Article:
So without further ado,
The Pioneer Woman Statue stands on 14.5 acres of land staked during the 1893 Land Run. Her name is “Confident.” The 30-foot-tall bronze cast is 17-feet-high, weighs 12,000 pounds, and was erected at a cost of $300,000.
The monument was financed by oilman E. W. Marland. It was suggested that a statue be erected to the “vanishing American,” by which was meant the Native American. Marland thought it more fitting to create a memorial to America’s vanishing womanhood. He invited 12 sculptors to submit small models. In 1927, these were exhibited in 13 major cities across the nation (and Ponca City) and 750,000 people voted for their preference. Bryant Baker’s model won 11 cities and the vast majority of votes.
Baker stated in a letter to Gareth Muchmore “I have frequently been asked who posed for my statue, the Pioneer Woman, and I have to tell them no one did”… “I learned about the statue project one late summer’s evening in 1926. Before I went to bed that night I made a tiny 8 to 10-inch model which in actual conception and movement was never changed, and all the work was done in my studios here. No one posed for it”…“I think it grew out of my reading the many stories of James Fennimore Cooper when I was a boy, but the woman was to me the courageous character marching out, carrying all her worldly belongings, her bible, and her son, the man of tomorrow to a new life”…”She is the “abstract, beautiful, ideal woman of the spirit of great faith and hope.”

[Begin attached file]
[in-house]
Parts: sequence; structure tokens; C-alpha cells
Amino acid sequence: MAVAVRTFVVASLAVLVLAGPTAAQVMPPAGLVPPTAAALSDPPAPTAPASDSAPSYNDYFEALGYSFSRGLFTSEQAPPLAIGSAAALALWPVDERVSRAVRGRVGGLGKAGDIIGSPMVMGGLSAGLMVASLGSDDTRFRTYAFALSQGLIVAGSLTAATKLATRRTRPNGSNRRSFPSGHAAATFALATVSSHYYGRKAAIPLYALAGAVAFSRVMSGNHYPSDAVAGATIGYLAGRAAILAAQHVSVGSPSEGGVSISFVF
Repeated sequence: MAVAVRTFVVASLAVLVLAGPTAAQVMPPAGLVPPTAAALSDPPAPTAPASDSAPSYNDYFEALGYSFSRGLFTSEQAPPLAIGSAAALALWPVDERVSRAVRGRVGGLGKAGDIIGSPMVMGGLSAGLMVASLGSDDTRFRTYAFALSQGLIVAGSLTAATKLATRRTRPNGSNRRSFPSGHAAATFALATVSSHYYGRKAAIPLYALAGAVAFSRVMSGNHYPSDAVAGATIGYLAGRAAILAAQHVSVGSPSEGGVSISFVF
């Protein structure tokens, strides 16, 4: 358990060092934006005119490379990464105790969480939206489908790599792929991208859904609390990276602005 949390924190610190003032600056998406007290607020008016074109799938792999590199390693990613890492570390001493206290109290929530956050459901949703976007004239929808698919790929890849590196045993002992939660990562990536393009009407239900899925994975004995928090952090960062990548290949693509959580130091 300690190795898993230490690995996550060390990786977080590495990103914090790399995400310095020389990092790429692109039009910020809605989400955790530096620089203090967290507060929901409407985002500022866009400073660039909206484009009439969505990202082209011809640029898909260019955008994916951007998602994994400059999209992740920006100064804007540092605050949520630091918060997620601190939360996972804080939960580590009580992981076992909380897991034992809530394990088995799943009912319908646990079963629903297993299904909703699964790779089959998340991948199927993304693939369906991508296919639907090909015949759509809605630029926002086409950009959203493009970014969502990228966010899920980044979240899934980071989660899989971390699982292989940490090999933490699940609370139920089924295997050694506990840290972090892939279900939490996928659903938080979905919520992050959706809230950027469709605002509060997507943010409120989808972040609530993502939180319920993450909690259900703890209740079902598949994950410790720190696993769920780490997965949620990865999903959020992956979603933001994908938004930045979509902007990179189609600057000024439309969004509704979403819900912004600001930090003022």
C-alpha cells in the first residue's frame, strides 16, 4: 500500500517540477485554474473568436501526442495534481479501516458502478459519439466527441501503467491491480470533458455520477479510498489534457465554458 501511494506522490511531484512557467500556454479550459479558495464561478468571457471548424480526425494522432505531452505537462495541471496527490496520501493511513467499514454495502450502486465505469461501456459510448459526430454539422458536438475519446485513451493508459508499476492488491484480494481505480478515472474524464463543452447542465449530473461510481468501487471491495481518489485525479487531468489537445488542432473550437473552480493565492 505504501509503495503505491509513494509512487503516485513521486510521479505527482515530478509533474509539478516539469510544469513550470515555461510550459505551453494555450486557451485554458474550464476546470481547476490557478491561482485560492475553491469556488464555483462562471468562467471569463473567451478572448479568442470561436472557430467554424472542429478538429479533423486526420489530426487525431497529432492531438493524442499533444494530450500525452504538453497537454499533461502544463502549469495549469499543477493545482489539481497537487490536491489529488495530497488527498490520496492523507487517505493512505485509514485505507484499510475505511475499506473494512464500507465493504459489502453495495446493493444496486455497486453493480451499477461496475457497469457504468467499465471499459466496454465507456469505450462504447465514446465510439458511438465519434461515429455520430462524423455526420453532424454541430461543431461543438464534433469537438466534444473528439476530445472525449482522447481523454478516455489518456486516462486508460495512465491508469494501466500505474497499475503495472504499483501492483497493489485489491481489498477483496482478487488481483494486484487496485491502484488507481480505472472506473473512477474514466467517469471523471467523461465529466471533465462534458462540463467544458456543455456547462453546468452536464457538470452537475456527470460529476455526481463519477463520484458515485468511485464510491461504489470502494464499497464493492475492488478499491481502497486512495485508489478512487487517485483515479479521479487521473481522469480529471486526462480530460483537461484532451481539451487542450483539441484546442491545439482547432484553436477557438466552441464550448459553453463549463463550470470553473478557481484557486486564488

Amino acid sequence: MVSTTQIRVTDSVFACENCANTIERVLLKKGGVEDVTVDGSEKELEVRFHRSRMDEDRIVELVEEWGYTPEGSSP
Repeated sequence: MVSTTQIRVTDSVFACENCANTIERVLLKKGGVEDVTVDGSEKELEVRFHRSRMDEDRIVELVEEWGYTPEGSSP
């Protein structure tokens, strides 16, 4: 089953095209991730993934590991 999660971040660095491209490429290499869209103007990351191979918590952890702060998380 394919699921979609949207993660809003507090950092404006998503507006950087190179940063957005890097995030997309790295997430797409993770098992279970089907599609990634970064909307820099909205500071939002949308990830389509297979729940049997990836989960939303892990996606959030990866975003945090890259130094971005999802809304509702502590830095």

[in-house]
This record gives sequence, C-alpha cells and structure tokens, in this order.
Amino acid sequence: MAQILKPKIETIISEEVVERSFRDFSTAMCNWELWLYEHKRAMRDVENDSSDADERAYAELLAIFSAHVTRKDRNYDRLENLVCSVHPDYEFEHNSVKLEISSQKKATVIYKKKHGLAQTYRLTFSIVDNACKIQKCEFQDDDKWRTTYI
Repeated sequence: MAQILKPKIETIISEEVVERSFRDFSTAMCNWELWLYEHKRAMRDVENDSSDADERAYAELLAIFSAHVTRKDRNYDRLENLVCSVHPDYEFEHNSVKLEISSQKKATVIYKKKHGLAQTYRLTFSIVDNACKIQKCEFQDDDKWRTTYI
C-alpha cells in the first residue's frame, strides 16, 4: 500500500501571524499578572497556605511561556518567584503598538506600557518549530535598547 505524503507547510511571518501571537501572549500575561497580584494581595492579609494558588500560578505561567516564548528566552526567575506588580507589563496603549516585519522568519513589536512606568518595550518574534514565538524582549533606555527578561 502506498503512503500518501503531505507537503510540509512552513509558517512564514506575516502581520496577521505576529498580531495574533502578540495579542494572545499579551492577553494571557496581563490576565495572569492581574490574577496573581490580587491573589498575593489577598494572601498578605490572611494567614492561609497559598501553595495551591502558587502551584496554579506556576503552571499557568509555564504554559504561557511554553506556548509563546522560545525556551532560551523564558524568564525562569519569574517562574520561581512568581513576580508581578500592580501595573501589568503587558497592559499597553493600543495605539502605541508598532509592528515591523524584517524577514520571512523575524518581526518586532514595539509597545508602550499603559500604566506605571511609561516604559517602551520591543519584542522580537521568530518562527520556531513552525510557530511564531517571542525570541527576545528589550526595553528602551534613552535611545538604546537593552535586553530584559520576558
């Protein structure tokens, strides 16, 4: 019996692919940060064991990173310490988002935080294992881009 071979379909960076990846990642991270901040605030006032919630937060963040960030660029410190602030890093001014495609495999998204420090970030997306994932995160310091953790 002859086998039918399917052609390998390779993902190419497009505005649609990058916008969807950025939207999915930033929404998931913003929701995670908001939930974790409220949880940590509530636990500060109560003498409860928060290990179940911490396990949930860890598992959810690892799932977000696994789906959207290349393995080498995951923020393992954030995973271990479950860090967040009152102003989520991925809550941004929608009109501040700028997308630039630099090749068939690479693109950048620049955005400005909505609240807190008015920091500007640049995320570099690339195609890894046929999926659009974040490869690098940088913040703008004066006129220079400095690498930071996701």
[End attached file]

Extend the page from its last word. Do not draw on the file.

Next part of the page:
The unveiling occurred on April 22, 1930, attended by roughly 44,000 people. President Herbert Hoover gave a brief radio address, as did Secretary of War (and native Oklahoman) Patrick Hurley. The closing speaker was comedian Will Rogers.